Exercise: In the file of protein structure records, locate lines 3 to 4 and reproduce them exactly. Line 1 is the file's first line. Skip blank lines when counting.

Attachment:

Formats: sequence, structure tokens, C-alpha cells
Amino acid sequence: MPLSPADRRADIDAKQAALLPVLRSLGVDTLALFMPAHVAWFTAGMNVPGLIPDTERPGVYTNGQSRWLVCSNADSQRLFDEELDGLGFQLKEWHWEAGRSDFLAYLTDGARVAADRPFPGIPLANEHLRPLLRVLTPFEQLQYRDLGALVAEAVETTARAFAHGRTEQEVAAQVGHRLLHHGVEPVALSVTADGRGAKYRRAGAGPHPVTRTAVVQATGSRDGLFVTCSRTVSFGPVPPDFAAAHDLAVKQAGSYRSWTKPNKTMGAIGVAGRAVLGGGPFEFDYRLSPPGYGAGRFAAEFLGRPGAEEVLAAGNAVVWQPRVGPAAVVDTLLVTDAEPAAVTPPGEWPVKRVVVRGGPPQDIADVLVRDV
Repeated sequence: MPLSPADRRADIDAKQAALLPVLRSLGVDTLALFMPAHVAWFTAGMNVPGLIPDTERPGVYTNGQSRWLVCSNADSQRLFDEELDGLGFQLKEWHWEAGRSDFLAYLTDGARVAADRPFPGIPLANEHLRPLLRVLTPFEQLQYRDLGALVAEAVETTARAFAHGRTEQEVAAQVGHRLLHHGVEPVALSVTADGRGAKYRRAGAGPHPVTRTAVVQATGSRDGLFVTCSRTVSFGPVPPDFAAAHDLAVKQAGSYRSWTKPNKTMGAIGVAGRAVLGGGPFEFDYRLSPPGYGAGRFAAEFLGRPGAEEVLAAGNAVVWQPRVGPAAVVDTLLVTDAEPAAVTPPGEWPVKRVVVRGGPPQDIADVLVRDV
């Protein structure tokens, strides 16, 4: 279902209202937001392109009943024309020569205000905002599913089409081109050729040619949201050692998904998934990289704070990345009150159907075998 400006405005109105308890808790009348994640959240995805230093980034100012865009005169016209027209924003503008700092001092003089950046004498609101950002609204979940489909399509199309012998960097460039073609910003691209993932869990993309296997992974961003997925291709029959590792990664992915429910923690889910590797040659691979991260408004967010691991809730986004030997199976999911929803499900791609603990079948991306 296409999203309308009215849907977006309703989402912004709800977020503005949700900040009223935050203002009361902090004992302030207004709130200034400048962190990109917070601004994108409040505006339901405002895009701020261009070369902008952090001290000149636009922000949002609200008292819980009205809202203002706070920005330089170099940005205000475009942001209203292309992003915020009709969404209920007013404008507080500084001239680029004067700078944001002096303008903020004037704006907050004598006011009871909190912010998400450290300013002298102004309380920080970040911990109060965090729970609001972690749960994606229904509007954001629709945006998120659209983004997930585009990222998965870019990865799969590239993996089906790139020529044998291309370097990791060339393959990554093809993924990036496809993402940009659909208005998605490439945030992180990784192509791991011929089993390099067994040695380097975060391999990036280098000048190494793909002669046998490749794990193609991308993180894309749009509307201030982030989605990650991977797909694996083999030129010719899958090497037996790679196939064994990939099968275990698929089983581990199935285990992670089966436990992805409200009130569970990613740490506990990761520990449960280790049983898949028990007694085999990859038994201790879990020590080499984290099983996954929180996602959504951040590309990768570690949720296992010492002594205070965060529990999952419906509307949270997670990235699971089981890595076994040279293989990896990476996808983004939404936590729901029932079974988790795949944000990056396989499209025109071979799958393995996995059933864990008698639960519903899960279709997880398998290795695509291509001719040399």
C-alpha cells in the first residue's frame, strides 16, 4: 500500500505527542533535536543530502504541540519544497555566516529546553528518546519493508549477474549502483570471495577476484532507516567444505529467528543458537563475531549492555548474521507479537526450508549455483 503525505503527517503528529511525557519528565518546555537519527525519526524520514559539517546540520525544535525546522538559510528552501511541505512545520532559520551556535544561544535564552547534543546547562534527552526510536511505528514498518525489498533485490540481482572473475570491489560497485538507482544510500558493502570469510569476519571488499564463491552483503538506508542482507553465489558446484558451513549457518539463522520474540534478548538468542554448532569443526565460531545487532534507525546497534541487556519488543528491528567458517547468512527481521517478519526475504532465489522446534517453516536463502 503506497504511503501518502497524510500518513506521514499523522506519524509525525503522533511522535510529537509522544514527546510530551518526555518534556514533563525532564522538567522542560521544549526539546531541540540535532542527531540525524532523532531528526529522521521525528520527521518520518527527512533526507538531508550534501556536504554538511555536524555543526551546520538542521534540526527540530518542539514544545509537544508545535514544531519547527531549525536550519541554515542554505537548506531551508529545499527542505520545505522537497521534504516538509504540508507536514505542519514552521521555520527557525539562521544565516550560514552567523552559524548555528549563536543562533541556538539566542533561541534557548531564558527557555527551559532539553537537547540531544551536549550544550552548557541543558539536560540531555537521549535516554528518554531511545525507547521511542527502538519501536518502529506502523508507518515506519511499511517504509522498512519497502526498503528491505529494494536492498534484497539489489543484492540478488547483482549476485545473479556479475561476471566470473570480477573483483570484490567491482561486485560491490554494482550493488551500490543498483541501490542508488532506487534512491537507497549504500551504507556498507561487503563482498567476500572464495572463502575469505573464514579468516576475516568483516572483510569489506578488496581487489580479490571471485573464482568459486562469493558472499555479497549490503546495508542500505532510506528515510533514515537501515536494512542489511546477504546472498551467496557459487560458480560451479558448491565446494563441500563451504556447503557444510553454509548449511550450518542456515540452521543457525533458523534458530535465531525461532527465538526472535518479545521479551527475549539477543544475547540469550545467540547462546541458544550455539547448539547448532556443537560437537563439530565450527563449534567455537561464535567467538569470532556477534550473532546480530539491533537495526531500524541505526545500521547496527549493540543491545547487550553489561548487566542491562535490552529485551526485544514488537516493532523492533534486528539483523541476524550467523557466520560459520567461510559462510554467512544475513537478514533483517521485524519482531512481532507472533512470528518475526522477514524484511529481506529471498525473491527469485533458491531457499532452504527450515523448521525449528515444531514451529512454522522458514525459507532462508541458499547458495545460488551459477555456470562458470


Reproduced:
Repeated sequence: MPLSPADRRADIDAKQAALLPVLRSLGVDTLALFMPAHVAWFTAGMNVPGLIPDTERPGVYTNGQSRWLVCSNADSQRLFDEELDGLGFQLKEWHWEAGRSDFLAYLTDGARVAADRPFPGIPLANEHLRPLLRVLTPFEQLQYRDLGALVAEAVETTARAFAHGRTEQEVAAQVGHRLLHHGVEPVALSVTADGRGAKYRRAGAGPHPVTRTAVVQATGSRDGLFVTCSRTVSFGPVPPDFAAAHDLAVKQAGSYRSWTKPNKTMGAIGVAGRAVLGGGPFEFDYRLSPPGYGAGRFAAEFLGRPGAEEVLAAGNAVVWQPRVGPAAVVDTLLVTDAEPAAVTPPGEWPVKRVVVRGGPPQDIADVLVRDV
């Protein structure tokens, strides 16, 4: 279902209202937001392109009943024309020569205000905002599913089409081109050729040619949201050692998904998934990289704070990345009150159907075998 400006405005109105308890808790009348994640959240995805230093980034100012865009005169016209027209924003503008700092001092003089950046004498609101950002609204979940489909399509199309012998960097460039073609910003691209993932869990993309296997992974961003997925291709029959590792990664992915429910923690889910590797040659691979991260408004967010691991809730986004030997199976999911929803499900791609603990079948991306 296409999203309308009215849907977006309703989402912004709800977020503005949700900040009223935050203002009361902090004992302030207004709130200034400048962190990109917070601004994108409040505006339901405002895009701020261009070369902008952090001290000149636009922000949002609200008292819980009205809202203002706070920005330089170099940005205000475009942001209203292309992003915020009709969404209920007013404008507080500084001239680029004067700078944001002096303008903020004037704006907050004598006011009871909190912010998400450290300013002298102004309380920080970040911990109060965090729970609001972690749960994606229904509007954001629709945006998120659209983004997930585009990222998965870019990865799969590239993996089906790139020529044998291309370097990791060339393959990554093809993924990036496809993402940009659909208005998605490439945030992180990784192509791991011929089993390099067994040695380097975060391999990036280098000048190494793909002669046998490749794990193609991308993180894309749009509307201030982030989605990650991977797909694996083999030129010719899958090497037996790679196939064994990939099968275990698929089983581990199935285990992670089966436990992805409200009130569970990613740490506990990761520990449960280790049983898949028990007694085999990859038994201790879990020590080499984290099983996954929180996602959504951040590309990768570690949720296992010492002594205070965060529990999952419906509307949270997670990235699971089981890595076994040279293989990896990476996808983004939404936590729901029932079974988790795949944000990056396989499209025109071979799958393995996995059933864990008698639960519903899960279709997880398998290795695509291509001719040399």